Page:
You mention developing systems for ISO compliance. What is Enerkon’s priority toward safety, how is safety important to Enerkon?

Enerkon has a safety program and senior safety engineers in the organization, who perform mainly external consultancy jobs, but also advise internally. Safety is integrated into our designs, and the way we work, and that comes with experience and maintaining a proper working environment on the job and in the office. Many clients, in applying safety standards, will expect to see safety ingrained in the company culture, sometimes even interviewing office staff to test awareness of technical safety requirements. For me, ISO is a given, in that our compliance is mandatory, and following such standards is the only way to have tenders accepted by international companies. It is also the most effective way to operate and manage for growth.

Ari Soemarno and Pertamina are looking for partners to help develop the more than $1B planned in upstream activities in 2008. Where does Enerkon see the most potential to take advantage of such investments?

Enerkon is aware of such investment programs, and to be in this business we must be unique. One way Enerkon is unique is in developing what we call Advanced Technology Solutions, which involve applying internationally-known software applications to perform modelling and simulations. Working very closely with such international leaders as Energy Solutions International (ESI), the leading pipeline specialist for operators and engineering companies, Enerkon applies advanced software to create and simulate a virtual pipeline, as if the pipeline were already built. Enerkon trains engineers to use these simulations, and the “on-line pipeline management system is one of our strongest applications. Enerkon is also working side by side with US based Merrick Systems, Inc. a global leader in advanced applications for Oil & Gas. Together we offer solutions for field data collection, and production improvement in through well and reservoir surveillance, and closed loop optimization, both on-shore and offshore.

We are now the leading company in Indonesia for such advanced technologies in upstream. Our value added is that we can assist in improving production in declining fields while meeting targets for improved health, safety, and environmental standards. With these world leaders supporting our trained engineers, we have the capabilities to lead and deliver successful upstream projects throughout Indonesia.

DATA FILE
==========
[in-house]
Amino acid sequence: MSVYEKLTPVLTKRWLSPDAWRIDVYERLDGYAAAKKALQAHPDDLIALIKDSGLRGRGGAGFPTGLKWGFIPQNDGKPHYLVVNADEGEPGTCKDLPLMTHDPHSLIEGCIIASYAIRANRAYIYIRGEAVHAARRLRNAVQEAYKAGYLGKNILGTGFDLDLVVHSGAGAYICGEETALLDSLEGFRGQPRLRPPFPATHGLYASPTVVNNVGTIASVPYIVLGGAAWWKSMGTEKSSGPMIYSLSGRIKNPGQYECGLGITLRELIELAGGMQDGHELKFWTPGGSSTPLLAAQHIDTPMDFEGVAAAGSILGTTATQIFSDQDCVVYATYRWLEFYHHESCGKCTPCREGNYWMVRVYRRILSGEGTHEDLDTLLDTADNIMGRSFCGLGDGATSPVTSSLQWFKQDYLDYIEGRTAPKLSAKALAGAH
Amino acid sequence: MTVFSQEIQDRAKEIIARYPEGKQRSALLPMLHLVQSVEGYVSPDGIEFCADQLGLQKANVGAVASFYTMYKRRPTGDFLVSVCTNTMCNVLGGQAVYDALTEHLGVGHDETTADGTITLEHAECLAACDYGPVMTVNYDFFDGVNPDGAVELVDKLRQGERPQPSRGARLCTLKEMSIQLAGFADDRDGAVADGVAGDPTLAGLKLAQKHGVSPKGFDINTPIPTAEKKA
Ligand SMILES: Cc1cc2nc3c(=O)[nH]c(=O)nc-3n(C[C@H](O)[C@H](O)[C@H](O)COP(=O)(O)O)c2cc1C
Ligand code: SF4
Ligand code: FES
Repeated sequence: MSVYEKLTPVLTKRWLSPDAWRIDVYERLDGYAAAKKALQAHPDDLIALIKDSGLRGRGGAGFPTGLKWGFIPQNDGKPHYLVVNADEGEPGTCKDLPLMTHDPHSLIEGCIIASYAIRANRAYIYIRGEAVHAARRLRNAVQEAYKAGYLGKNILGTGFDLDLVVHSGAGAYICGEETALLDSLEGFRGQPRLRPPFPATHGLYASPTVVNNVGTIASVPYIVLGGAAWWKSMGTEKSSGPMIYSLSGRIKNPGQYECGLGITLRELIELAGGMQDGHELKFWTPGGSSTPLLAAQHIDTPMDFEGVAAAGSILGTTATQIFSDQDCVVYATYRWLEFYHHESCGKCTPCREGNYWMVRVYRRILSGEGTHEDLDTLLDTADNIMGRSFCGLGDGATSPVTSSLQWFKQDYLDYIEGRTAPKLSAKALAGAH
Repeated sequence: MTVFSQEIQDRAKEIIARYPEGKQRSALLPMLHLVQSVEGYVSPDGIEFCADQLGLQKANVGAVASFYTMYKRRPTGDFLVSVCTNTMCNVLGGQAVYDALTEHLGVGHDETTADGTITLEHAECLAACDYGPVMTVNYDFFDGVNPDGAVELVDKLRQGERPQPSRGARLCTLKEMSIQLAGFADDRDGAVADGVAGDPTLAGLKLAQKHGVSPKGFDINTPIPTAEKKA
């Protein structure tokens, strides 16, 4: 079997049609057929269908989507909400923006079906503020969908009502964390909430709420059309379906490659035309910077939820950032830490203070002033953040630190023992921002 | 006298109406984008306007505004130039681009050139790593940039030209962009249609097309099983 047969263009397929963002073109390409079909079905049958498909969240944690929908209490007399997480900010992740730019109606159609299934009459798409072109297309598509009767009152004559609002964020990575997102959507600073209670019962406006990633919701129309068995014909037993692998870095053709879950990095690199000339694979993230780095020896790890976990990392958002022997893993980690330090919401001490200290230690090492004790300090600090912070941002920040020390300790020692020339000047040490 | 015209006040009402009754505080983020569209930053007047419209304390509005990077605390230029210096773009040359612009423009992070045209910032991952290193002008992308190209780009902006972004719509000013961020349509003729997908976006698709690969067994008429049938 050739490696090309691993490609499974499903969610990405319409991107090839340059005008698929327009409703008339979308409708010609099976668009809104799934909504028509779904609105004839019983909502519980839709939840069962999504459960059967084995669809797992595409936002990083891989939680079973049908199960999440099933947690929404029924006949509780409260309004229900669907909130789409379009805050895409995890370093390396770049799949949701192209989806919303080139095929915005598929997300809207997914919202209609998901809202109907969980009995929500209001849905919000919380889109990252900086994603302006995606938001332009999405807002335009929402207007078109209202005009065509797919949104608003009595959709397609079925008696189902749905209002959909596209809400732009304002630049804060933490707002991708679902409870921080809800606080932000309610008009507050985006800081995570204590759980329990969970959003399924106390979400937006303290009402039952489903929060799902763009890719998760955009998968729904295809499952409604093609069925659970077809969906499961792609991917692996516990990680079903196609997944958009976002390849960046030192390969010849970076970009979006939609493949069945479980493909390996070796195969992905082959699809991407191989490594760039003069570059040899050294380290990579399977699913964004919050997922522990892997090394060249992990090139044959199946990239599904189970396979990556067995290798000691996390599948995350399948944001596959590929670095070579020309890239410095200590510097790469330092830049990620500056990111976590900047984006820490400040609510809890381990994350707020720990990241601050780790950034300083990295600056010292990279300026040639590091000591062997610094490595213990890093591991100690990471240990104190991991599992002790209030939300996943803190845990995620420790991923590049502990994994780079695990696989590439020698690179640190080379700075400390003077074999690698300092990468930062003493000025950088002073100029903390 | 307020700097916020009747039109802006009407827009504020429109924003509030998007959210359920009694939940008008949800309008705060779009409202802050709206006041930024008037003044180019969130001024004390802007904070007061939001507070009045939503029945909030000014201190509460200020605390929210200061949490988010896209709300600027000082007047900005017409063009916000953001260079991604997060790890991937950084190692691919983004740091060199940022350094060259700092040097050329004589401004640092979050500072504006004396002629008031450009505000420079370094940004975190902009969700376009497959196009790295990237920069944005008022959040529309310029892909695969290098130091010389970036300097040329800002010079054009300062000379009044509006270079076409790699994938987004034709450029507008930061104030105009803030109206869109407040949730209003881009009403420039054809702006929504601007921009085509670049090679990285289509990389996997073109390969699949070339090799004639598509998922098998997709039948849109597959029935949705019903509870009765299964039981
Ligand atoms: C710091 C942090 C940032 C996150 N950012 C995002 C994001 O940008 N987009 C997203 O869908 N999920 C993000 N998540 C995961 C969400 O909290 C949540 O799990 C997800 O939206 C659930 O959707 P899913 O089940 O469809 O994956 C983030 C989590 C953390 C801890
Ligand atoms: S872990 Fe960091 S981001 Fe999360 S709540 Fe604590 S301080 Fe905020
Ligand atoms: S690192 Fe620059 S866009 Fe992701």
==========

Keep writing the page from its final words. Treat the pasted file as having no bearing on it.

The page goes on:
As someone who is technically trained as an engineer, what is the most interesting part of managing this variety of consulting and engineering projects?

Sometimes in projects there are many non-technical aspects. As an engineer, my job is to make things happen, but often I am faced with many interesting non-technical aspects. Clients such as PGN and the Government of Indonesia are very aware of such elements. In running a cross-country transmission line, for example, the social impact is enormous, and it is rewarding to deal with such factors that are not always present in other areas of engineering.

How would you describe your philosophy, in having to face these technical combined with social issues?

I don’t want to be called a consultant; I am an engineer who makes it happen. Enerkon makes designs to be built, tested, and run well. In doing that there are many challenges and problems, but we rise to the occasion.

In trying to “make it happen over the next five to 10 years, what are your ambitions for Enerkon?

Enerkon is not only focused on engineering, but also project management, because the company is concerned with contract administration, safety, and the environment – not only the grass or water, but the people of Indonesia. In the future, Enerkon hopes to be involved in offshore development such as semi-submersible and FPSOs. This is where the Indonesian oil and gas industry’s momentum is heading, and we need to learn and build up our capabilities to be at the forefront of offshore engineering.